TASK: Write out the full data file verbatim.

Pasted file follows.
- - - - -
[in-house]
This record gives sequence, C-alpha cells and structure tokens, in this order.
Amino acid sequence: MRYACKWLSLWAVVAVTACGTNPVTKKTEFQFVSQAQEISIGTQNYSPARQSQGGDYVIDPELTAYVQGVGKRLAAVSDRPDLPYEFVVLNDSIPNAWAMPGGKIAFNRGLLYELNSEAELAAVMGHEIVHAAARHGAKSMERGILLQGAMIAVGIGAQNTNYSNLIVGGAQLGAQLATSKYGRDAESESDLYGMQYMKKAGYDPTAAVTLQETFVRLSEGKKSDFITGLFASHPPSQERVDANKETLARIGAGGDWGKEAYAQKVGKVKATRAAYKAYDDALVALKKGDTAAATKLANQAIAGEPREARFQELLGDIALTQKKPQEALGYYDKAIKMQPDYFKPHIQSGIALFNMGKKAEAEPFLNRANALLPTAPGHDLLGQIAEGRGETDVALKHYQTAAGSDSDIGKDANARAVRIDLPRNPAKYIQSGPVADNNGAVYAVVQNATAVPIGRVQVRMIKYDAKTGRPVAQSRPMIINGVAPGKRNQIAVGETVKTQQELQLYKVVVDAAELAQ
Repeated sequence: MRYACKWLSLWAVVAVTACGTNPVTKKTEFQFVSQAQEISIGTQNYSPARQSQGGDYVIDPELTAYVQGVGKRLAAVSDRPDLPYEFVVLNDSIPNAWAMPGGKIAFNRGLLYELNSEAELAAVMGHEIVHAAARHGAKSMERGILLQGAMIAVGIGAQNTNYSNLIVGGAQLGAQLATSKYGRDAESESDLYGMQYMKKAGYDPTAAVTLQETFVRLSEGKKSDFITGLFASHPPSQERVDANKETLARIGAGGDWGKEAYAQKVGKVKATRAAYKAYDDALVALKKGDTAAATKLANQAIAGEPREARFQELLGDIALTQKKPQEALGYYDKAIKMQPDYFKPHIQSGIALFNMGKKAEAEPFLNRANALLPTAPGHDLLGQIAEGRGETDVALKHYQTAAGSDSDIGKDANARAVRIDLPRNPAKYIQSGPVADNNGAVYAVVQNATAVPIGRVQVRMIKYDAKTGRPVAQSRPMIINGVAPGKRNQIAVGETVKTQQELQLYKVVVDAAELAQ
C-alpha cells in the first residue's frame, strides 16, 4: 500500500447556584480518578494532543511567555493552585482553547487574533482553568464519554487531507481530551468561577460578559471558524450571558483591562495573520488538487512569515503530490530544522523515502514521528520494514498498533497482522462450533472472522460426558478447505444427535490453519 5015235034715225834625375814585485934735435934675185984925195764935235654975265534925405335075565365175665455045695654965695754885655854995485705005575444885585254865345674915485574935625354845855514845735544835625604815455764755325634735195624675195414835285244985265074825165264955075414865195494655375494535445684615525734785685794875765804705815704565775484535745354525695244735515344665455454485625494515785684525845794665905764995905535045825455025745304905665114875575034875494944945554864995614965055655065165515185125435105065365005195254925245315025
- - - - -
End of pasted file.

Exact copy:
[in-house]
This record gives sequence, C-alpha cells and structure tokens, in this order.
Amino acid sequence: MRYACKWLSLWAVVAVTACGTNPVTKKTEFQFVSQAQEISIGTQNYSPARQSQGGDYVIDPELTAYVQGVGKRLAAVSDRPDLPYEFVVLNDSIPNAWAMPGGKIAFNRGLLYELNSEAELAAVMGHEIVHAAARHGAKSMERGILLQGAMIAVGIGAQNTNYSNLIVGGAQLGAQLATSKYGRDAESESDLYGMQYMKKAGYDPTAAVTLQETFVRLSEGKKSDFITGLFASHPPSQERVDANKETLARIGAGGDWGKEAYAQKVGKVKATRAAYKAYDDALVALKKGDTAAATKLANQAIAGEPREARFQELLGDIALTQKKPQEALGYYDKAIKMQPDYFKPHIQSGIALFNMGKKAEAEPFLNRANALLPTAPGHDLLGQIAEGRGETDVALKHYQTAAGSDSDIGKDANARAVRIDLPRNPAKYIQSGPVADNNGAVYAVVQNATAVPIGRVQVRMIKYDAKTGRPVAQSRPMIINGVAPGKRNQIAVGETVKTQQELQLYKVVVDAAELAQ
Repeated sequence: MRYACKWLSLWAVVAVTACGTNPVTKKTEFQFVSQAQEISIGTQNYSPARQSQGGDYVIDPELTAYVQGVGKRLAAVSDRPDLPYEFVVLNDSIPNAWAMPGGKIAFNRGLLYELNSEAELAAVMGHEIVHAAARHGAKSMERGILLQGAMIAVGIGAQNTNYSNLIVGGAQLGAQLATSKYGRDAESESDLYGMQYMKKAGYDPTAAVTLQETFVRLSEGKKSDFITGLFASHPPSQERVDANKETLARIGAGGDWGKEAYAQKVGKVKATRAAYKAYDDALVALKKGDTAAATKLANQAIAGEPREARFQELLGDIALTQKKPQEALGYYDKAIKMQPDYFKPHIQSGIALFNMGKKAEAEPFLNRANALLPTAPGHDLLGQIAEGRGETDVALKHYQTAAGSDSDIGKDANARAVRIDLPRNPAKYIQSGPVADNNGAVYAVVQNATAVPIGRVQVRMIKYDAKTGRPVAQSRPMIINGVAPGKRNQIAVGETVKTQQELQLYKVVVDAAELAQ
C-alpha cells in the first residue's frame, strides 16, 4: 500500500447556584480518578494532543511567555493552585482553547487574533482553568464519554487531507481530551468561577460578559471558524450571558483591562495573520488538487512569515503530490530544522523515502514521528520494514498498533497482522462450533472472522460426558478447505444427535490453519 5015235034715225834625375814585485934735435934675185984925195764935235654975265534925405335075565365175665455045695654965695754885655854995485705005575444885585254865345674915485574935625354845855514845735544835625604815455764755325634735195624675195414835285244985265074825165264955075414865195494655375494535445684615525734785685794875765804705815704565775484535745354525695244735515344665455454485625494515785684525845794665905764995905535045825455025745304905665114875575034875494944945554864995614965055655065165515185125435105065365005195254925245315025